Tribes in Afghanistan: A Guest Post from Michael Yon
It can be tempting to downplay or ignore the influence of tribes in Afghan politics, and on the effects on our operations. We tried to ignore the great influence of the tribes during the war in Iraq, and not until 2006, fully three years into the war, did we effectively begin to work with tribes on an appreciable scale.
The work with the tribes during 2006–2007 in Anbar Province helped set conditions that greatly facilitated the successes of “The Surge,” which unfolded during 2007. A compelling argument could be mounted that had we not seen the 2006 tribal “Awakening” in Anbar, the Surge might have spiraled into yet more violence, and the war in Iraq could have been lost.
Drawing parallels between Afghanistan and Iraq is fraught with peril, yet there are some useable lessons in regard to tribal influences.
As I wrote in a recent Washington Times article:
Time has a different meaning here. Take the case of members of the Baibogha tribe who abandoned a patch of land nearby about 150 years ago. Hazaras moved in, now Baibogha have come back to tell Hazaras, “Wait . . . you stole our patch of nothing while we disappeared for 150 years.”
The memories are long and Afghanistan is a fragmented “country” by even the most enthusiastic interpretation of the term. The president of Afghanistan is little more than the mayor of Kabul. Government influence is no more prevalent than are paved roads. In Ghor Province, for example, there is not a single meter of paved road, and the effective law of the land falls on tribal lines.
If we desire to help bring Afghanistan to a status that a reasonable observer might call a “developing nation,” then the commitment here has just begun. This expensive project will require many decades of effort at best, and more likely a full century of commitment.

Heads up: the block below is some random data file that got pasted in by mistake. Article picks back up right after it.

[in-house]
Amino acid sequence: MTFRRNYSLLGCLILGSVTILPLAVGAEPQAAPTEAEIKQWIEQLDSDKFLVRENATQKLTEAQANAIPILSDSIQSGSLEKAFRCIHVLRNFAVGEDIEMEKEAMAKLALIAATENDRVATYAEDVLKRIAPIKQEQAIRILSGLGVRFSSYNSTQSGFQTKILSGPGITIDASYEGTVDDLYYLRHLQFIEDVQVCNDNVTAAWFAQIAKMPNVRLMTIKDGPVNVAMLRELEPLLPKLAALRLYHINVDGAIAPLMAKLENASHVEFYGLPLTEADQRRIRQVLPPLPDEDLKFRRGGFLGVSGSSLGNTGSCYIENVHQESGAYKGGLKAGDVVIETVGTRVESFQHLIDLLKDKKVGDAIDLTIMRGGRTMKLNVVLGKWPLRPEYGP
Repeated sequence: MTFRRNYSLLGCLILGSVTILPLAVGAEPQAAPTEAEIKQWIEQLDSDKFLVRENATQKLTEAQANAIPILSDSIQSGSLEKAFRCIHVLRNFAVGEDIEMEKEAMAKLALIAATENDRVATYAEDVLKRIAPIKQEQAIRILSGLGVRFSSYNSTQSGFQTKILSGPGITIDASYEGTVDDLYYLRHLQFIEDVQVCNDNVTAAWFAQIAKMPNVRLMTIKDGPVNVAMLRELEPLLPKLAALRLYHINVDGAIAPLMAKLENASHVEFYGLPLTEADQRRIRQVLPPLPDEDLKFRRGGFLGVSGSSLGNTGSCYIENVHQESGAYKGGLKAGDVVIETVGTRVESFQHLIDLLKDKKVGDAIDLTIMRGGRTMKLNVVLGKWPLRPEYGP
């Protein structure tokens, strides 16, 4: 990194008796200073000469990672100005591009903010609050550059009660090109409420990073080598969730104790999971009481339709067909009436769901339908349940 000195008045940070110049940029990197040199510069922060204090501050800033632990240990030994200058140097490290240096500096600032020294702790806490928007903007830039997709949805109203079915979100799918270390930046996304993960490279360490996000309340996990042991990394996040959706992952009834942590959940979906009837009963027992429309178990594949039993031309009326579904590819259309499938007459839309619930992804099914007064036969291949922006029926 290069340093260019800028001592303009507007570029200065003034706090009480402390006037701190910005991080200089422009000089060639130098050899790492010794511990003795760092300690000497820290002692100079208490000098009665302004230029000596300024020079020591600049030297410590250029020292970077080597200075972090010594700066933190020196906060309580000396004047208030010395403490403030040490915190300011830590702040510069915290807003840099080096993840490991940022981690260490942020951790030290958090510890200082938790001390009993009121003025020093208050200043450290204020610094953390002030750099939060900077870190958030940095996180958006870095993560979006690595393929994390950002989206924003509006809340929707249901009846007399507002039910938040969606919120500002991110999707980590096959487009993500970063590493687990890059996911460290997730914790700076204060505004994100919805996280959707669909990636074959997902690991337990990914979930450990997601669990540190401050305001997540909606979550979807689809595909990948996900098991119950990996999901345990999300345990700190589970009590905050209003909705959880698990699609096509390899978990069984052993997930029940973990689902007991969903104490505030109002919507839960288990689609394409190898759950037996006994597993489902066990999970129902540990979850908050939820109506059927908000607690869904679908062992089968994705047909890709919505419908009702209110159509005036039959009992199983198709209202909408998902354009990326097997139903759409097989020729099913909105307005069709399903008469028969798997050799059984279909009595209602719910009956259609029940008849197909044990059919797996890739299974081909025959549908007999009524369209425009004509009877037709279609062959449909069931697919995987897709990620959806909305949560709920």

If most Afghans cooperate, and we work hard together, Afghanistan might develop into a self-sustaining country—a real country—after a few decades. In the dispatch “Sangow Bar Village” I wrote that the village was in the dark.
It had no electricity until 2006 when Lithuanians invested about $40,000 to build a micro-hydro generator with the idea of watching the village to see if true improvement was made. Today, Sangow Bar has plenty of electricity and the people have lights and satellite television . . . The Lithuanians have determined that the project was a success, and the project appeared to be a success to the Japanese and to me.
With this success in mind, the Lithuanians together with Iceland decided to build thirty more hydro-generation stations. Now, if we look at this in context of the broader picture, thirty, three hundred, or even three thousand might seem like an irrelevant number. But it’s not.
However, Afghanistan’s narco-remittance-puppet-state is hindering each attempted step forward. An embryo of a real country is growing, but will die instantly without help. For now, and at a minimum many decades to come, with a lack of stable government, tribal influences will be at least as important as those emanating from Kabul.
Sangin, Helmand Province
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